Member #27625
        December 4, 2005
        88 Posts
        Offline
        Posted: December 6, 2005, 10:25 pm - IP Logged

        To Chuck 32 from Demonter Re: Annuity

        What's the half-life of the annuity value factoring in inflation? We sometimes forget that we would be getting paid in cheaper dollars every year...the half life of the purchasing power being 14-15 years into the cash flow stream. What would a buck be worth in the last few years of a 30 year annuity? Annuities are better during the first decade than during the last. The inflation risk is the biggest risk in accepting a long term payout...who knows what the value of a buck will be? Less, that is for certain. What will the cost of an average house be in 25-30 years? Or a typical automobile? Most savvy folks (accountants, investors) I've asked this question to advised that they would recommend taking the cash lump sum and invest it in real estate, blue chip stocks etc. A bird in the hand is worth two in the bush...

          Avatar
          Urbandale, IA
          United States
          Member #8624
          November 11, 2004
          115 Posts
          Offline
          Posted: December 6, 2005, 11:47 pm - IP Logged

          To Demonter from Chuck32 Re: Annuity

          We do disagree on something after all .  Of course the financial experts say to take the cash - they get to invest it and make some of their own cash.  Actually, I have talked to dozens of experts, though usually those who write columns for newspapers giving financial advice.  After they realize how the annuity is paid out (some thought it was just saved until the end of the term) and once they realize that the winner pays out nearly half of the cash amount in taxes right away, they do change their minds - well, a few did still want to take the risk.  There have also been two finance professors who have written papers on how strange it is that people take the cash when they can get a guarateed investment that starts out by investing twice the money.  You have $50 million to invest and I have $100 million to invest.  Let's see who can make more interest.  Ready, set, go!

          Inflation is a risk for any future money stream but it is not a factor here. The problem of inflation is exactly the same risk for a cash winner who invests (half) the lump sum on his own.  His earned dollars will be worth less too.  It is true that a lottery prize should not be an equal annual payment.  $1 million in year one is not the same as $1 million in year 15.  The Powerball game has gone to a graduated annuity stream; raising each year's payment by 4% over the previous year, as a hedge against inflation.  That is really want a winner who chooses the annuity wants - to forget about having to worry about investing and losing the money.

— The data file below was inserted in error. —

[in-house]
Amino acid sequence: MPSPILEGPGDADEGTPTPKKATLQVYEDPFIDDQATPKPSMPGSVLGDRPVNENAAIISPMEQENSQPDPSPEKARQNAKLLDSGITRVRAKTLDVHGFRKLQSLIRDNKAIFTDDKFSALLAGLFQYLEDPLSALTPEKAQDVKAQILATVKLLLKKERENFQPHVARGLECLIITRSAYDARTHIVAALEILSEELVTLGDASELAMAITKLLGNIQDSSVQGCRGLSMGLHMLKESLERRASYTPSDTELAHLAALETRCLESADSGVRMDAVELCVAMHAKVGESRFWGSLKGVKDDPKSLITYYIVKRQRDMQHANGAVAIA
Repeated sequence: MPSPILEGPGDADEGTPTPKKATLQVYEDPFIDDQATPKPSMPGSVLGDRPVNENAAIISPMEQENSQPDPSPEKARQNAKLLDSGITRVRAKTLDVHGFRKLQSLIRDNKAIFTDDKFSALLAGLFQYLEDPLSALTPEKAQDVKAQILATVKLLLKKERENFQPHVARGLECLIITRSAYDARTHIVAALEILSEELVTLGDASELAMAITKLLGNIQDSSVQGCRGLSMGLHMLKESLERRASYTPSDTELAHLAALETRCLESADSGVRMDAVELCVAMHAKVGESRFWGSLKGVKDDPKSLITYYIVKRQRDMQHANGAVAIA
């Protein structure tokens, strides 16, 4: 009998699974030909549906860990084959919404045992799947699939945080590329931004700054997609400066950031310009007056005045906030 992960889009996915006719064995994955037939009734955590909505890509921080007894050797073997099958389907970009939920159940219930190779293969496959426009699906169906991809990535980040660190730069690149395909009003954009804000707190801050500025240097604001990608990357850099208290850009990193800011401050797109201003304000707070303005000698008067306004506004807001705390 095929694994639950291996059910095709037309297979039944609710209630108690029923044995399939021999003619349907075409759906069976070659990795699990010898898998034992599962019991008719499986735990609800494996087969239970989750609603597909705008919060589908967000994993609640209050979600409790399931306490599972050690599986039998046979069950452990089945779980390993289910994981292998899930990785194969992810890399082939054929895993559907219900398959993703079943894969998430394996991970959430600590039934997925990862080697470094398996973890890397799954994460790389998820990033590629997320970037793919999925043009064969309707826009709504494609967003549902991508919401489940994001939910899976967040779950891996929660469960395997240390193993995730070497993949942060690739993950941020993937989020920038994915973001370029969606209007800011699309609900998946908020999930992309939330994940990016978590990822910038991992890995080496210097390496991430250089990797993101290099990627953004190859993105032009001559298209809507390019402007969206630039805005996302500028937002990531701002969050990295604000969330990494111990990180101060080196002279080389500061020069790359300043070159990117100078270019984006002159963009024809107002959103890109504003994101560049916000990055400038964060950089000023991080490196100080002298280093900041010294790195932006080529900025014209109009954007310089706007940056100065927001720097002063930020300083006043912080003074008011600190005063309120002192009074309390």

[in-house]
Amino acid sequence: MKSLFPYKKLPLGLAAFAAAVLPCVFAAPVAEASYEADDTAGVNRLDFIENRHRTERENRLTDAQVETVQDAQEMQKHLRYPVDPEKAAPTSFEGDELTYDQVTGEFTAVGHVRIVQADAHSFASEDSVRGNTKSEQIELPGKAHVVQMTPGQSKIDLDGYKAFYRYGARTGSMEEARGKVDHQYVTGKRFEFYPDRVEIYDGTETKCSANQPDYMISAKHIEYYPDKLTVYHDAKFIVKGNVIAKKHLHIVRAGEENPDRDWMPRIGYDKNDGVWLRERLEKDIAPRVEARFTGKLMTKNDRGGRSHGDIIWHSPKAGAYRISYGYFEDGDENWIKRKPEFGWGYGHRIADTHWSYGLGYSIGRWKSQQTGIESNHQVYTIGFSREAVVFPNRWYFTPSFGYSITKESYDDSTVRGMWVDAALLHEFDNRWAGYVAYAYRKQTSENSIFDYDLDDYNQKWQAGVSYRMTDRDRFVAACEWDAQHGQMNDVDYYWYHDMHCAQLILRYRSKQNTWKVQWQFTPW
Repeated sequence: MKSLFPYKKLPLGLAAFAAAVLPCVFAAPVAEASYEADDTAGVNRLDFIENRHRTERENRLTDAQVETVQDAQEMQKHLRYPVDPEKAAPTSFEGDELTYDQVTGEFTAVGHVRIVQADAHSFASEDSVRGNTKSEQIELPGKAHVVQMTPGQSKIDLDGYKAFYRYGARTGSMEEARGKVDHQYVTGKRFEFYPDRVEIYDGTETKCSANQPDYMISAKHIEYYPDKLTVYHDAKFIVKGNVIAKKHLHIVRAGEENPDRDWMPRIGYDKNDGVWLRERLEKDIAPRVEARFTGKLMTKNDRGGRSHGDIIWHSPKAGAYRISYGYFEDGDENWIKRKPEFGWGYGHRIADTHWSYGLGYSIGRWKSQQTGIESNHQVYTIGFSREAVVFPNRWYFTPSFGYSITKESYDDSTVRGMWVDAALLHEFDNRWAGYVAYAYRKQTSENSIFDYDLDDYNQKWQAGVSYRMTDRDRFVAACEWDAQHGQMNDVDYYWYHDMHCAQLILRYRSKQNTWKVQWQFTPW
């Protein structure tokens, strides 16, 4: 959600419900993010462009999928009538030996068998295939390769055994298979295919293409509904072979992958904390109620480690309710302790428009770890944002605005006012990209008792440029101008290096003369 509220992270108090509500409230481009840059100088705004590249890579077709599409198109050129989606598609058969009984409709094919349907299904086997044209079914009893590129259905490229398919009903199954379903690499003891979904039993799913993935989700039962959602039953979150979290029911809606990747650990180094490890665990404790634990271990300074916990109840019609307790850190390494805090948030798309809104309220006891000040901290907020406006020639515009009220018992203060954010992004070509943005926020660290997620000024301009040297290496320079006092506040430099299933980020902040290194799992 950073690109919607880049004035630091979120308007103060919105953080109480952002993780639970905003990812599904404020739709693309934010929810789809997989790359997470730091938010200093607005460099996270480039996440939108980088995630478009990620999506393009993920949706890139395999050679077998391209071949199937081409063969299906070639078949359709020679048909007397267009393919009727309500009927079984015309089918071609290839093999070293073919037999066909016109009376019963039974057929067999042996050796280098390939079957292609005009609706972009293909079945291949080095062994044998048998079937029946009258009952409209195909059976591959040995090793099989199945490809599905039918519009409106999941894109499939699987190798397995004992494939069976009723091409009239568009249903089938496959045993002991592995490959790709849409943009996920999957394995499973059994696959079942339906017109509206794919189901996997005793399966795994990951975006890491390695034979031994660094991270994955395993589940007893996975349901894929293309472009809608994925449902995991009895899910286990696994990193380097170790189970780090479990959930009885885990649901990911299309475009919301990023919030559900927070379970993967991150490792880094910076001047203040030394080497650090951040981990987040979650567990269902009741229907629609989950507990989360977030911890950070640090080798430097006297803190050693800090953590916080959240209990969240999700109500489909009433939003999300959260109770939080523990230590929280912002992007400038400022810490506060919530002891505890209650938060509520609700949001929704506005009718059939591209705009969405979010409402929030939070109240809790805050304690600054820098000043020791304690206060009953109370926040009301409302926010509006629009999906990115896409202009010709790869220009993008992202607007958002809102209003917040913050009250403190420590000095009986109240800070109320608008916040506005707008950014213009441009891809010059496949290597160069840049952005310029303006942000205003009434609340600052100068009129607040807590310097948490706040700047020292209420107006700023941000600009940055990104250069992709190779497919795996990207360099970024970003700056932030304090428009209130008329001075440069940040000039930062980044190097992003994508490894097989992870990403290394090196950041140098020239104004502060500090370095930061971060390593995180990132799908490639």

The annuity is the bird in the hand.  The annuity winner has that guarantteed income stream (and with Powerball a graduated annuity stream that keeps up with inflation).  The chance of earning more against the risk of losing it all, is the two birds in the bush.  The annuity is certainly not always the best choice for everyone, but it is likely the best choice for most winners.  Too bad that is so quickly dismissed without thinking about it.  If you do run into one of those savvy investors again, remind them about the income tax hit on the cash amount and how the lottery can invest the cash amount BEFORE taxes.  Let them run the numbers.  They can certainly find some hot new stock that can catch up to the lottery annuity (or might lose it), but it is hard to beat a guaranteed graduated annuity that starts off with twice the cash to invest.

            Avatar

            United States
            Member #27625
            December 4, 2005
            88 Posts
            Offline
            Posted: December 7, 2005, 6:12 am - IP Logged

             REPLY TO CHUCK 32 FROM DEMONTER

            CHUCK YOU SEEM TO BE CONFUSED REGARDING THE RELATIONSHIP BETWEEN THE GROSS AMOUNT OF THE ANNUITY VS. THE CASH LUMP SUM.

            CHECK ANY LOTTERY FAQ SECTION REGARDING THE SETTLEMNT OPTIONS

              Avatar
              New Member
              silver spring,md
              United States
              Member #14383
              April 25, 2005
              5 Posts
              Offline
              Posted: December 26, 2005, 11:04 pm - IP Logged

              now is the time for lotteries to SERIOUSLY REDUCE SPENDING. NOW IS THE TIME TO PUT MONEY IN THE POCKETS OF THE POOR BEFORE THEY TOTALLY STOP PLAYING. IT IS SORT OF LIKE EATING FOOD WITH NO FIBRE,AFTER AWHILE PEOPLE WILL GET WISE AND START EATING HIGH FIBRE FOODS-- LEAVING POTATO CHIPS (LOTTERIES) in the

               dust.